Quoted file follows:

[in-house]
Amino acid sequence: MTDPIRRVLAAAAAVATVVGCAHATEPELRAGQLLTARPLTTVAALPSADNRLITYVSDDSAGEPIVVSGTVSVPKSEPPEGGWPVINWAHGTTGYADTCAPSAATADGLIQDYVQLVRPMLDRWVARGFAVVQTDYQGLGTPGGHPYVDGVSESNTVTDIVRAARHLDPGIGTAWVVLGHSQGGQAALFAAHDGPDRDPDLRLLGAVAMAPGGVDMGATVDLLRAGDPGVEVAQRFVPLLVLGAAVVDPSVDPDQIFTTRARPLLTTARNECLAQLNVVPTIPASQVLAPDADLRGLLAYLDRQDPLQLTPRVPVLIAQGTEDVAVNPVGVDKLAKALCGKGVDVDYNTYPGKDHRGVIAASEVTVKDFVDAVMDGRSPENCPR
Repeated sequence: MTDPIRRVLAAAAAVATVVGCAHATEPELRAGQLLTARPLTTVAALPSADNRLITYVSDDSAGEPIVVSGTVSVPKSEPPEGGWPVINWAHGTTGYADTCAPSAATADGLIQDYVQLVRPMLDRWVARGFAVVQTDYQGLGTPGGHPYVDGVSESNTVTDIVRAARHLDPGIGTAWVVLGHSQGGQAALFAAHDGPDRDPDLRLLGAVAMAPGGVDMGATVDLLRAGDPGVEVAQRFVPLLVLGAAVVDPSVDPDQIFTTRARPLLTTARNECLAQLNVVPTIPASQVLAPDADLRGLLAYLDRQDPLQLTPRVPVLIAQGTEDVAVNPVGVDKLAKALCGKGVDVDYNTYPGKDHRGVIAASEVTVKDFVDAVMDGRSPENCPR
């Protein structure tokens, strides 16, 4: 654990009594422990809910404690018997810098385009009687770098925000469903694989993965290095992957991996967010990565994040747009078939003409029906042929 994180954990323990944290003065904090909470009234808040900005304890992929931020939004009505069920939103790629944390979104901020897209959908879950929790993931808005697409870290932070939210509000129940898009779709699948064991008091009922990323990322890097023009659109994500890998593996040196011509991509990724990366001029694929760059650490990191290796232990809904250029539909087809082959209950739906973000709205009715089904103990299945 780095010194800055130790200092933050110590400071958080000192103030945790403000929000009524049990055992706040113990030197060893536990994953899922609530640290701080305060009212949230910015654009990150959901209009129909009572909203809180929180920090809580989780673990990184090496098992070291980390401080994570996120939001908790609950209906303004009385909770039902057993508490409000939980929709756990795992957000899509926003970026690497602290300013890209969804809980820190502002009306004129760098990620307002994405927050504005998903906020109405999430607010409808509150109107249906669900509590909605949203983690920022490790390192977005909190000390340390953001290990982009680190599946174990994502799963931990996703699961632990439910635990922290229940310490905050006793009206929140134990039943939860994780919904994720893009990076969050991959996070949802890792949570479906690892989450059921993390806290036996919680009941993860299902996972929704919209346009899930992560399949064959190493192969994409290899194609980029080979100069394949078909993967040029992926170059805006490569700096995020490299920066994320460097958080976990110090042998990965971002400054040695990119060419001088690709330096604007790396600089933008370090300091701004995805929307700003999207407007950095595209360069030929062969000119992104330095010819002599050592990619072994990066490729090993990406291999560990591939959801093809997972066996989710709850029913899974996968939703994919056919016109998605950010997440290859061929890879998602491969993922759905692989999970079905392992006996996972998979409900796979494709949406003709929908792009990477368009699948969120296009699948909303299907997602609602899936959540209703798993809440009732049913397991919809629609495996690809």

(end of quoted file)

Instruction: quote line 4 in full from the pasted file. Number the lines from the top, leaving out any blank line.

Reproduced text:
């Protein structure tokens, strides 16, 4: 654990009594422990809910404690018997810098385009009687770098925000469903694989993965290095992957991996967010990565994040747009078939003409029906042929 994180954990323990944290003065904090909470009234808040900005304890992929931020939004009505069920939103790629944390979104901020897209959908879950929790993931808005697409870290932070939210509000129940898009779709699948064991008091009922990323990322890097023009659109994500890998593996040196011509991509990724990366001029694929760059650490990191290796232990809904250029539909087809082959209950739906973000709205009715089904103990299945 780095010194800055130790200092933050110590400071958080000192103030945790403000929000009524049990055992706040113990030197060893536990994953899922609530640290701080305060009212949230910015654009990150959901209009129909009572909203809180929180920090809580989780673990990184090496098992070291980390401080994570996120939001908790609950209906303004009385909770039902057993508490409000939980929709756990795992957000899509926003970026690497602290300013890209969804809980820190502002009306004129760098990620307002994405927050504005998903906020109405999430607010409808509150109107249906669900509590909605949203983690920022490790390192977005909190000390340390953001290990982009680190599946174990994502799963931990996703699961632990439910635990922290229940310490905050006793009206929140134990039943939860994780919904994720893009990076969050991959996070949802890792949570479906690892989450059921993390806290036996919680009941993860299902996972929704919209346009899930992560399949064959190493192969994409290899194609980029080979100069394949078909993967040029992926170059805006490569700096995020490299920066994320460097958080976990110090042998990965971002400054040695990119060419001088690709330096604007790396600089933008370090300091701004995805929307700003999207407007950095595209360069030929062969000119992104330095010819002599050592990619072994990066490729090993990406291999560990591939959801093809997972066996989710709850029913899974996968939703994919056919016109998605950010997440290859061929890879998602491969993922759905692989999970079905392992006996996972998979409900796979494709949406003709929908792009990477368009699948969120296009699948909303299907997602609602899936959540209703798993809440009732049913397991919809629609495996690809």